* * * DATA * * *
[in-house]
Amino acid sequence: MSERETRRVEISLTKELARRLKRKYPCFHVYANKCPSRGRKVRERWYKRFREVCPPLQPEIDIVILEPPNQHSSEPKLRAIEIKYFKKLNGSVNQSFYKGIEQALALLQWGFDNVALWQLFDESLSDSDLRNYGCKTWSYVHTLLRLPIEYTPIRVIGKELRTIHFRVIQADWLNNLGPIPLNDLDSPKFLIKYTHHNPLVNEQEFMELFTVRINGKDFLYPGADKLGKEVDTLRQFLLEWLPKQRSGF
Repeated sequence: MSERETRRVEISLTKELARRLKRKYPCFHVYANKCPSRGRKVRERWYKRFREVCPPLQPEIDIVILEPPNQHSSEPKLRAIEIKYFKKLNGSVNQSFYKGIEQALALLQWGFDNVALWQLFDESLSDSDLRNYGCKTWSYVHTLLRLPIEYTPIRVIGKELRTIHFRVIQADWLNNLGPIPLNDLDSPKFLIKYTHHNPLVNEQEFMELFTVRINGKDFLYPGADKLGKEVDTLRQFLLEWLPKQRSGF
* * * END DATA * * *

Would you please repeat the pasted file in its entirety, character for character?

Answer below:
[in-house]
Amino acid sequence: MSERETRRVEISLTKELARRLKRKYPCFHVYANKCPSRGRKVRERWYKRFREVCPPLQPEIDIVILEPPNQHSSEPKLRAIEIKYFKKLNGSVNQSFYKGIEQALALLQWGFDNVALWQLFDESLSDSDLRNYGCKTWSYVHTLLRLPIEYTPIRVIGKELRTIHFRVIQADWLNNLGPIPLNDLDSPKFLIKYTHHNPLVNEQEFMELFTVRINGKDFLYPGADKLGKEVDTLRQFLLEWLPKQRSGF
Repeated sequence: MSERETRRVEISLTKELARRLKRKYPCFHVYANKCPSRGRKVRERWYKRFREVCPPLQPEIDIVILEPPNQHSSEPKLRAIEIKYFKKLNGSVNQSFYKGIEQALALLQWGFDNVALWQLFDESLSDSDLRNYGCKTWSYVHTLLRLPIEYTPIRVIGKELRTIHFRVIQADWLNNLGPIPLNDLDSPKFLIKYTHHNPLVNEQEFMELFTVRINGKDFLYPGADKLGKEVDTLRQFLLEWLPKQRSGF